The Whirlpool galaxy, also known as M51, is one of the most recognizable objects in the night sky. It is close enough and prominent in the northern sky that amateur astronomers have been sharing amazing images of it for decades. But you’ve never seen anything like this: M51 as seen by the James Webb Space Telescope (JWST). This image contains data from the NIRCam and MIRI telescope instruments, which show amazing detail and reveal hidden features between the spiral arms.
The galaxy is nicknamed the Vortex due to its swirling structure, which resembles water swirling around a drain. Like other large-design spiral galaxies, the twisting spiral arms are prominent.
Combined data from JWST’s Near Infrared Camera (NIRCam) and Medium Infrared Instrument (MIRI) reveal warm dust concentrated along the spiral arms that appear as dark red regions. The bright regions along the arms are star-forming regions that give rise to the blue-and-white central core. The orange and yellow regions show regions of ionized gas produced by newly formed star clusters. Next, the James Webb Space Telescope reveals cavernous black bubbles within the arms, which allow us to see distant stars through the galactic gas and dust like never before.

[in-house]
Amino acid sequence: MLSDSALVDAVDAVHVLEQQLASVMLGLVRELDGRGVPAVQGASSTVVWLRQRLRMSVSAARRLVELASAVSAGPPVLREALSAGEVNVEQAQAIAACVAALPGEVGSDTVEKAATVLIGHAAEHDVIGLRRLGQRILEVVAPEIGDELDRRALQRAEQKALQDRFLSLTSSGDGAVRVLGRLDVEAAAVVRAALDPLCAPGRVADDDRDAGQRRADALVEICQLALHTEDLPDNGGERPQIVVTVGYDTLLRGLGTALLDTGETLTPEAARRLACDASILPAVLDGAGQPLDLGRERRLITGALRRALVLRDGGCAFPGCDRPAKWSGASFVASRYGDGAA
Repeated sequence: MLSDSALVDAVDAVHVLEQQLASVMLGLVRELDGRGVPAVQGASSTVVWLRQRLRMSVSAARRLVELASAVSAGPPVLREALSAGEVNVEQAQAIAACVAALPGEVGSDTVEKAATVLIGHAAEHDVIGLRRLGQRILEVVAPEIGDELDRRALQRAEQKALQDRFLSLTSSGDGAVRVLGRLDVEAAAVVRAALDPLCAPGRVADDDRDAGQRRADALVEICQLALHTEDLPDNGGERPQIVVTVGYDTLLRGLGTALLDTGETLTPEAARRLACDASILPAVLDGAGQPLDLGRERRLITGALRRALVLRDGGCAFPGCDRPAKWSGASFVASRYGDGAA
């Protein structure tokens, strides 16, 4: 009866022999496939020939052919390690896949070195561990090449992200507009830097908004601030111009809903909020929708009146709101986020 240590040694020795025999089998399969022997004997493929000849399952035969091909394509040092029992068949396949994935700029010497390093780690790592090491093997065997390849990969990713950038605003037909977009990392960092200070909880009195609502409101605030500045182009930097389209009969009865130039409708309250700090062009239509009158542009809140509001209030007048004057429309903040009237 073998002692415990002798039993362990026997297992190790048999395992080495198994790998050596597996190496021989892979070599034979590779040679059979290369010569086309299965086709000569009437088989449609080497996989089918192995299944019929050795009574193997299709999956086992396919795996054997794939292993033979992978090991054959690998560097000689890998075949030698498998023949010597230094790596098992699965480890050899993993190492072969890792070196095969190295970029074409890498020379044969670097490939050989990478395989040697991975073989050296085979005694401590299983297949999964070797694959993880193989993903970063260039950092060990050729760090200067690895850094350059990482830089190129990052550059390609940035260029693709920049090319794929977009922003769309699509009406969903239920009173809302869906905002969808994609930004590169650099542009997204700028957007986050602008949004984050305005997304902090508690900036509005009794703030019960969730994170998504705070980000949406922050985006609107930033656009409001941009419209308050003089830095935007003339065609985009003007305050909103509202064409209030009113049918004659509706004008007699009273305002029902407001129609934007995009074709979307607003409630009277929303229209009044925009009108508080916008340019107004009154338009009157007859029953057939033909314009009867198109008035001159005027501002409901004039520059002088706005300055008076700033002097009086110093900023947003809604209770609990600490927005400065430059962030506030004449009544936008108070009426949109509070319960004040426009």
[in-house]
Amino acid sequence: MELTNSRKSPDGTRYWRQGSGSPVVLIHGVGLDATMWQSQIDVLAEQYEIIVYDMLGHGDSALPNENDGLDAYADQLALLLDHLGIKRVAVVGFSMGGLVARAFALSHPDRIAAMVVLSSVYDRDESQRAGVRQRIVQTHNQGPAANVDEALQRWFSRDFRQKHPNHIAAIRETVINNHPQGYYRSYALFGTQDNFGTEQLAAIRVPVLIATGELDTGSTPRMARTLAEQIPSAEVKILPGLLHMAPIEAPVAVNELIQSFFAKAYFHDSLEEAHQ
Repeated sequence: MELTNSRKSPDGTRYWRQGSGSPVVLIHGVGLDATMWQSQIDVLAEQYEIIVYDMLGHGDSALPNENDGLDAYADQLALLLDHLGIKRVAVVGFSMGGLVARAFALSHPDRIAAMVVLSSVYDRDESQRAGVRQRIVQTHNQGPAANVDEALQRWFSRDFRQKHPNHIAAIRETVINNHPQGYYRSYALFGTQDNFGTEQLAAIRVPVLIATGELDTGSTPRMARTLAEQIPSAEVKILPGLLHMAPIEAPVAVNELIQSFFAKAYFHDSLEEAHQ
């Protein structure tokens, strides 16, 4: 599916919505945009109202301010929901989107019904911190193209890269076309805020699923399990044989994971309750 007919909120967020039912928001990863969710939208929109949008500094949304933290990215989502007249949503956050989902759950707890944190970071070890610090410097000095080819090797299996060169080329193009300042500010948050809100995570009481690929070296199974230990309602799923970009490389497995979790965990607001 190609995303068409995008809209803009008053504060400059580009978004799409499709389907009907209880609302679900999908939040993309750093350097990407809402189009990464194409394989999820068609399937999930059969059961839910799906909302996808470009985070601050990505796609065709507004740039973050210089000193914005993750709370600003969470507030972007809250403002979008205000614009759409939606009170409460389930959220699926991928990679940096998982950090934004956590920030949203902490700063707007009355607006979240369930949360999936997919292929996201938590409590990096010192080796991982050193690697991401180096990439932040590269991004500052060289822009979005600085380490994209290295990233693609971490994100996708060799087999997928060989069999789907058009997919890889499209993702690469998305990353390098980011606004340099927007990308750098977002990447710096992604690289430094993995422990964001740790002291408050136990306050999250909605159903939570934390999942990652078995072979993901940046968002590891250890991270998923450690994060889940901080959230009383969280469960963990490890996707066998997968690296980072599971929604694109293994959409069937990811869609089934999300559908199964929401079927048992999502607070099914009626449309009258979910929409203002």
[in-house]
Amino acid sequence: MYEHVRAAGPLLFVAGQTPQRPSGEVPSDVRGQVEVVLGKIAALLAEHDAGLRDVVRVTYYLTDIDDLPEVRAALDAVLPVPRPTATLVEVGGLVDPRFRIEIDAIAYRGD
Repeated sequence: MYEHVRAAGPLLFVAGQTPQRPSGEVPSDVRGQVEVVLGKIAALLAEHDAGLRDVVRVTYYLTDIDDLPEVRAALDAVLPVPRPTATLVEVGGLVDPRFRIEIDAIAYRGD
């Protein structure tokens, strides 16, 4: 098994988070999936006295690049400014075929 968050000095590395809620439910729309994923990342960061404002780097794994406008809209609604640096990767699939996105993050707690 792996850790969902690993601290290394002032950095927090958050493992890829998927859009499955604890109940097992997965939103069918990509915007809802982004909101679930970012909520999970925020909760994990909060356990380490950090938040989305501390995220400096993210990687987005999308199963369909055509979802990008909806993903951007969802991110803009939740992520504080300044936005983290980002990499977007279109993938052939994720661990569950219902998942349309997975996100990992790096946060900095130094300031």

The Whirlpool Galaxy lies 31 million light-years away in the constellation of Canes Venatici.
In other images, like this one from the Hubble Space Telescope, a small yellowish galaxy appears at the outer end of one of the swirling arms. This is NGC 5195 and the two interacting galaxies. Although much smaller than the vortex, the gravitational influence of NGC 5195 is thought to be partly responsible for the vortex’s prominent and distinct spiral arms.
The JWST observations of M51 were made as part of a series of observations called Feedback in Emerging Extragalactic Star Clusters, or FEAST. The FEAST observations were designed to “shed light on the interplay between stellar reactions and star formation in environments outside our galaxy, the Milky Way.” According to the European Space Agency. Stellar feedback is the term used to describe the flow of energy from stars into their forming environments, and is a crucial process in determining the rates at which stars form. Scientists say understanding stellar feedback is vital to building accurate global models of star formation.